07 March 2013

Failed Expectations

So I was in the Netherlands for almost a week recently. And somehow, there's a nagging feeling inside me that tells me that I didn't enjoy the whole trip. And after thinking about it for a bit, I realize why, at least, partly.

See, I was excited that I would add another country to my visited countries list. It will be No. 26. And yes, it got added, however, there didn't register a sense of foreignness to it. I guess, I was expecting some culture shock, but the shock didn't come.

I bought a Lonely Planet Netherlands guidebook. I read the relevant chapters (Utrecht and Amsterdam). I knew what I would be seeing, and I had a list of the things I wanted to visit. I even bought a Dutch phrasebook. After all, why would I expect everyone to understand English, that would be imperialist and haughty of me to expect such a thing. So I came prepared.

However, sad to say, I never even used my phrasebook even once. Everyone just switched to English the moment they saw me. Like I said, I was expecting a culture shock, but it never came. Instead, what came was a realization, not about the Netherlands, but about Germany, the country I am currently living in. I realized that Germany feels more foreign to me, than the Netherlands. I can go live in the Netherlands without speaking a word of Dutch, and life would be fine, but knowing German is definitely to my advantage when I live in Berlin.

And Amsterdam, well, it might be a cool city in other people's opinions, but it's definitely not my favorite. There's a part of me that feels it to be rather quite artificial, with plenty of "sights" and things to do just existing because there are visitors. I mean, why would you go all the way to Amsterdam just to visit Madame Tussaud's and see a bunch of wax figures? Amsterdam is loud and is full of glitter, but I felt like it is less original and home-grown, and more of a cash crop. In other words, they are there only because tourists flock to the city. That being said, there are several attractions that are unique to the city, which I have visited, and enjoyed. It's just that the tourist traps tend to be quite prominent here.

Anyway, perhaps I made a mistake in approaching the Netherlands. I deviated from my rule of not expecting anything. Instead, I wanted a foreign experience, and the Netherlands isn't foreign enough. I guess I am not a run-of-the-mill American who doesn't even have a passport and hasn't stepped out of one's home soil. I guess deep inside, I wanted an adventure, something I truly experienced when I was in Guatemala in January of 2012, and I went to the Netherlands with that mindset, when all I am going to the Netherlands for is a conference in Utrecht and a weekend in Amsterdam.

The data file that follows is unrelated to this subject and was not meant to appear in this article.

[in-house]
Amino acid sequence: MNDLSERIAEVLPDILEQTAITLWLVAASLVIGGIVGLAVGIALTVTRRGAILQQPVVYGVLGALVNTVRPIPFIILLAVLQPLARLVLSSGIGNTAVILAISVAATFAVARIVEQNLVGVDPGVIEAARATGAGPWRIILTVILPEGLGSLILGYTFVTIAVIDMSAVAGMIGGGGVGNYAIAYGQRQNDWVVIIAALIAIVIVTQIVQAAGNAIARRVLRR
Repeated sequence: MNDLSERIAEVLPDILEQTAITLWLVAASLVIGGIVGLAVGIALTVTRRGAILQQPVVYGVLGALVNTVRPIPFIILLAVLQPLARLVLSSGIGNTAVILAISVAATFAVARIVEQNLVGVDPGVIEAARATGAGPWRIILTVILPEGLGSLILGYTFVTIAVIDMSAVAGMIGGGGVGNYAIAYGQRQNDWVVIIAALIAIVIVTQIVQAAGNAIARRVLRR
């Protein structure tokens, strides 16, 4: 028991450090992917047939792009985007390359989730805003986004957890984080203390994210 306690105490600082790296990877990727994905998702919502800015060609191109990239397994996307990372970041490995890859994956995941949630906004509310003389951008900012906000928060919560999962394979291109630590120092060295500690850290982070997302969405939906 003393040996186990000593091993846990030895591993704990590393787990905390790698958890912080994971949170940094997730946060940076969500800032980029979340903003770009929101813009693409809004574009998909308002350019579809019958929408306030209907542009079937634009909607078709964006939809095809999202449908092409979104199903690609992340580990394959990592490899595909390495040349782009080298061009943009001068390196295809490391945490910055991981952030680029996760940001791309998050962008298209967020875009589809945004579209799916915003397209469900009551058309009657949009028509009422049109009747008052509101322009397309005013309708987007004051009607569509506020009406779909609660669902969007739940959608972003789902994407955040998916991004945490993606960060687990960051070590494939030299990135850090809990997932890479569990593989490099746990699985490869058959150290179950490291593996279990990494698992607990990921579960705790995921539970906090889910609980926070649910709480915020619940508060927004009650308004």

Looking back, I did notice quite a few differences, but they were rather subtle. People seemed to prefer leaving their windows open, no curtains, for the world outside to see. I've peeked into quite a few living rooms and dining rooms while I was there. Here in Germany, shutters close the view when your window is on the ground floor, while in the USA, people use curtains a lot. There's definitely a different architectural style, although what it is I cannot pinpoint.

Anyway, my first foray into the Netherlands may not have been the best, but I am more than willing to give it a second chance. After all, it's quite close; Berlin to Amsterdam is just 360 miles, less than the distance between Buffalo and Boston, to give a frame of reference. So we'll see, maybe, my next visit would also have better weather than the rainy days I have experienced while I was there.

(Sirloin Steak, from my Art Institute of Chicago Series)

2 comments:

  1. Back in high school, it was common to have penpals from the Netherlands in English class. Our teachers apparently consider them almost native English speakers! Funny.

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    Replies
    1. Zhu,

      Really? That is something. I guess it is really true, the more north and west you go in Europe, the better the English.

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